U.S.

Will Nikki Haley Run in 2020? Trump's Former U.N. Ambassador Likes Tweet Saying There's Zero Chance She'll Challenge President

Former U.S. Ambassador to the United Nations Nikki Haley might have quashed rumors that she was considering a bid for the 2020 Republican presidential nomination, by liking a tweet that declared there was a zero percent chance she would run.

Though there had been some suggestions that Haley was preparing a run for top job, Politico reporter Eliani Johnson wrote Sunday that there is a “0% chance Nikki Haley primaries Trump in 2020.”

Johnson was replying to a tweet written by New York Times reporter Maggie Haberman noting that Haley was among the most likely candidates if Trump chose not to run for a second term “for one reason or another.”

Haberman was responding to Haley’s guest of honor invitation to a top GOP donor dinner, amid suggestions that she was being considered as a replacement for the president. “There is a whole lot of doubt that she would try to primary Trump,” Haberman wrote. “Either way, she reconnects with a donor network that she has ties to through this dinner.”

Haley—who served as the governor of South Carolina from 2011 to 2017—won plaudits from within the Trump administration and the Republican establishment for her tenacious and assertive style as U.N. ambassador. Serving in the role for almost two years, the 47-year-old’s tenure saw her become one of the party’s rising stars.

Furthermore, an April 2018 Quinnipiac University poll indicated she was also popular among Democrats, with 55 percent in favor. In the current toxic political climate, such cross-party appeal is rare and could be a highly valuable asset at the ballot box.

When Haley left the role in December 2018, there were suggestions that she was hoping to secure a seat in the Senate if one became available—for example if South Carolina Senator Lindsey Graham decided to join the Trump administration. But there were also whispers she was eyeing higher office, perhaps even the Oval itself.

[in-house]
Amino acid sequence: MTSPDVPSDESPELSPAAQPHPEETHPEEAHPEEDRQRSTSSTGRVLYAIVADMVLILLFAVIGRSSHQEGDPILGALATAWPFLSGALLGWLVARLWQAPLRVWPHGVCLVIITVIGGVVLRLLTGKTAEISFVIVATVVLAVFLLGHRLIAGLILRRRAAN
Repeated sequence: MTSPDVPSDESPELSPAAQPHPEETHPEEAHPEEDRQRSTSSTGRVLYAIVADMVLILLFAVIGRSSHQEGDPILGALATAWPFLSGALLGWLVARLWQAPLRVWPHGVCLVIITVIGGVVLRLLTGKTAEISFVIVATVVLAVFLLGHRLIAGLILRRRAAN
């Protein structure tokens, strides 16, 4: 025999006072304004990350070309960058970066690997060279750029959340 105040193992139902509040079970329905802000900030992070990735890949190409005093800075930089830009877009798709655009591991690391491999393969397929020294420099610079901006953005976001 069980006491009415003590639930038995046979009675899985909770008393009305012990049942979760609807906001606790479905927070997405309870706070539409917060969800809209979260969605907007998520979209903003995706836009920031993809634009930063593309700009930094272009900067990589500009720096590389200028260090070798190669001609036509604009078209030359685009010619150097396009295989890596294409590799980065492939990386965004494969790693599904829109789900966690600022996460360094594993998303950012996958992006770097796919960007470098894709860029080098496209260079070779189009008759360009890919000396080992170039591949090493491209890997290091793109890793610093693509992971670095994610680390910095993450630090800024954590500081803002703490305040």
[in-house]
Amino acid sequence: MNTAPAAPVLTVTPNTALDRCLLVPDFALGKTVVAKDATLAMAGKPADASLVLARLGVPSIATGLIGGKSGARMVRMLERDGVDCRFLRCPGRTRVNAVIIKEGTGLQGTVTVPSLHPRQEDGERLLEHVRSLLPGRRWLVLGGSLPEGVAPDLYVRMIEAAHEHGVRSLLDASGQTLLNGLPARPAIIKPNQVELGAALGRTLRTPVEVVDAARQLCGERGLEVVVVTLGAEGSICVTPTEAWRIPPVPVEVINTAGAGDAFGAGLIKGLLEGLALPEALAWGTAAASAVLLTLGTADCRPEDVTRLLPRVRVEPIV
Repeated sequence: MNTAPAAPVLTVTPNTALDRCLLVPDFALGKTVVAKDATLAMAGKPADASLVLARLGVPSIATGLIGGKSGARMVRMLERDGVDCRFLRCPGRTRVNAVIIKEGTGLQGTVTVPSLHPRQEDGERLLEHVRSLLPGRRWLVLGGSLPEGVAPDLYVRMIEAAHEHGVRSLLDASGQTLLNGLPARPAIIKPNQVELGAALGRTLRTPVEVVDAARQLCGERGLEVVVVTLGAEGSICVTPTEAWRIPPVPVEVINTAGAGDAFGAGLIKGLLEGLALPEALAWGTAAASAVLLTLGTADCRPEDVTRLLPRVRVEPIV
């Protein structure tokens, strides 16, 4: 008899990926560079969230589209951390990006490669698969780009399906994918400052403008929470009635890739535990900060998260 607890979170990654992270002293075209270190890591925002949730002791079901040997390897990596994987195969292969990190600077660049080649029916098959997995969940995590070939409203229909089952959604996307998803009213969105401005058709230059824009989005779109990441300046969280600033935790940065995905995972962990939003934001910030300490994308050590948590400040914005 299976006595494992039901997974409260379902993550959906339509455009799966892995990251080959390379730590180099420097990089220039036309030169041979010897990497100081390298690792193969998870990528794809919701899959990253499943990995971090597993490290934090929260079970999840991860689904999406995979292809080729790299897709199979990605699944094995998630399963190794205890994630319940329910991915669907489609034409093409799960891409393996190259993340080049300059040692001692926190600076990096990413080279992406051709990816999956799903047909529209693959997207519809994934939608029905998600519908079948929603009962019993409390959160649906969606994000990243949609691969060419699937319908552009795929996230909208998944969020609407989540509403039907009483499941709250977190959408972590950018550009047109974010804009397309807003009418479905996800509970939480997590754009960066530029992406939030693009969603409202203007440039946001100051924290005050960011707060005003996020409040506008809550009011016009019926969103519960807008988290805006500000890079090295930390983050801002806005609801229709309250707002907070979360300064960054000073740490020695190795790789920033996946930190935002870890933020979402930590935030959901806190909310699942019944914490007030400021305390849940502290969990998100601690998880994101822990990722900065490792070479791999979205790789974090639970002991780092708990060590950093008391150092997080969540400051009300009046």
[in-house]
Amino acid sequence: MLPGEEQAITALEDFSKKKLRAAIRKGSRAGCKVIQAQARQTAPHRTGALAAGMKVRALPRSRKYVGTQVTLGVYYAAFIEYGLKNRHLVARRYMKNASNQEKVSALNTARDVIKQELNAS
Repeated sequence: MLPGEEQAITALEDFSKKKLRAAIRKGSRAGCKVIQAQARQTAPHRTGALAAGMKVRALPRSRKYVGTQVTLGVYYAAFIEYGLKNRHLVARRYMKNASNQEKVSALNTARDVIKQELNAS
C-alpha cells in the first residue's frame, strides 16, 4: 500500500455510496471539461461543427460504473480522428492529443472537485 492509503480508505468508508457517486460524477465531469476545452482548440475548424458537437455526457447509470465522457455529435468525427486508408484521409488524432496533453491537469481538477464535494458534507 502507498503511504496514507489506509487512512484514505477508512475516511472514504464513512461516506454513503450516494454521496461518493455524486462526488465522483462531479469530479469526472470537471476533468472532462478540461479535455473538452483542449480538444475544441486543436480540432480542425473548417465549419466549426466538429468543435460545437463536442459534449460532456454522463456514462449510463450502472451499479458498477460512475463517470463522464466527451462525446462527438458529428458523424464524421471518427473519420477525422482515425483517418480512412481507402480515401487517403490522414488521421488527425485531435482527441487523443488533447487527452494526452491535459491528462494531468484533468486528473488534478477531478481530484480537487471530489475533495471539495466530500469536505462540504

Though the Republican Party is—at least in public—united behind Trump for 2020, Haley is considered a possible alternative if the president resigns or is forced from office.

In December, for example, Joe Scarborough—host of MSNBC's Morning Joe—suggested any prospective presidential candidates should include Haley in their calculations.

“If I were actually war-gaming this, I would tell everybody that was thinking about running: Plan your campaign against Donald Trump, but expect to be running against Nikki Haley,” Scarborough said. “You gotta think that way.”

Haley had previously dismissed suggestions that she would try and primary Trump for 2020. In her resignation letter from her U.N. post, Haley explained, “I expect to continue to speak out from time to time on important public policy matters, but I will surely not be a candidate for any office in 2020.”

But even if Haley decides not to challenge Trump in 2020, she could well be an early favorite for 2024.

Nikki Haley President Donald Trump 2020 nomination President Donald Trump shakes hands with Nikki Haley, in the Oval office October 9, 2018, in Washington. OLIVIER DOULIERY/AFP/Getty Images

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